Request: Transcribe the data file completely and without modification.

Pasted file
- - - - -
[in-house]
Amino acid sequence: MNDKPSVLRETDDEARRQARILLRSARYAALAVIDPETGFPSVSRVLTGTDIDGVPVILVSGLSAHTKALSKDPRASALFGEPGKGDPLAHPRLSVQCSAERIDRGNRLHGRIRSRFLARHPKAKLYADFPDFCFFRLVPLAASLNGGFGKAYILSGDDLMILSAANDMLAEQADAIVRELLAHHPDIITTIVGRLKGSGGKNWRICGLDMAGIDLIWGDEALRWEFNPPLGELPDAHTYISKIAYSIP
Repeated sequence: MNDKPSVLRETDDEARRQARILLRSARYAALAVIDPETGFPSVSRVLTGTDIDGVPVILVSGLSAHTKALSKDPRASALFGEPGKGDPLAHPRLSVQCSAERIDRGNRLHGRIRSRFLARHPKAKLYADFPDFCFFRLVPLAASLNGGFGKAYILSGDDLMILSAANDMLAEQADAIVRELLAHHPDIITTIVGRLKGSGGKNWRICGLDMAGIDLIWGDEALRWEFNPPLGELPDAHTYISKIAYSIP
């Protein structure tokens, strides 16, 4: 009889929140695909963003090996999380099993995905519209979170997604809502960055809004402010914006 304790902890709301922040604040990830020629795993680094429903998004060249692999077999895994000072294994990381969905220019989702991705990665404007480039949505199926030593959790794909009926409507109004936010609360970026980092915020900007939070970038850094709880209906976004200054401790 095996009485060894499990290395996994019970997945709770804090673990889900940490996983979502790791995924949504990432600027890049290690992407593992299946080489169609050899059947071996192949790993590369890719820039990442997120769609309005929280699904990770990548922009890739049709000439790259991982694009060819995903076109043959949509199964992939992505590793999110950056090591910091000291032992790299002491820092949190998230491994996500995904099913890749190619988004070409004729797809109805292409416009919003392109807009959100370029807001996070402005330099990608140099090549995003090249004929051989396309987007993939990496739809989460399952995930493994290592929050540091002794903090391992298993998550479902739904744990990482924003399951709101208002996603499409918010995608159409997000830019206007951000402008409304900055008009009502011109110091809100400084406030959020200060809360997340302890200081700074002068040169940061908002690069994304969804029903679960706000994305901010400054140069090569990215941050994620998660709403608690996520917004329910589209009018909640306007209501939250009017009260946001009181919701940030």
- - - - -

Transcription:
[in-house]
Amino acid sequence: MNDKPSVLRETDDEARRQARILLRSARYAALAVIDPETGFPSVSRVLTGTDIDGVPVILVSGLSAHTKALSKDPRASALFGEPGKGDPLAHPRLSVQCSAERIDRGNRLHGRIRSRFLARHPKAKLYADFPDFCFFRLVPLAASLNGGFGKAYILSGDDLMILSAANDMLAEQADAIVRELLAHHPDIITTIVGRLKGSGGKNWRICGLDMAGIDLIWGDEALRWEFNPPLGELPDAHTYISKIAYSIP
Repeated sequence: MNDKPSVLRETDDEARRQARILLRSARYAALAVIDPETGFPSVSRVLTGTDIDGVPVILVSGLSAHTKALSKDPRASALFGEPGKGDPLAHPRLSVQCSAERIDRGNRLHGRIRSRFLARHPKAKLYADFPDFCFFRLVPLAASLNGGFGKAYILSGDDLMILSAANDMLAEQADAIVRELLAHHPDIITTIVGRLKGSGGKNWRICGLDMAGIDLIWGDEALRWEFNPPLGELPDAHTYISKIAYSIP
């Protein structure tokens, strides 16, 4: 009889929140695909963003090996999380099993995905519209979170997604809502960055809004402010914006 304790902890709301922040604040990830020629795993680094429903998004060249692999077999895994000072294994990381969905220019989702991705990665404007480039949505199926030593959790794909009926409507109004936010609360970026980092915020900007939070970038850094709880209906976004200054401790 095996009485060894499990290395996994019970997945709770804090673990889900940490996983979502790791995924949504990432600027890049290690992407593992299946080489169609050899059947071996192949790993590369890719820039990442997120769609309005929280699904990770990548922009890739049709000439790259991982694009060819995903076109043959949509199964992939992505590793999110950056090591910091000291032992790299002491820092949190998230491994996500995904099913890749190619988004070409004729797809109805292409416009919003392109807009959100370029807001996070402005330099990608140099090549995003090249004929051989396309987007993939990496739809989460399952995930493994290592929050540091002794903090391992298993998550479902739904744990990482924003399951709101208002996603499409918010995608159409997000830019206007951000402008409304900055008009009502011109110091809100400084406030959020200060809360997340302890200081700074002068040169940061908002690069994304969804029903679960706000994305901010400054140069090569990215941050994620998660709403608690996520917004329910589209009018909640306007209501939250009017009260946001009181919701940030």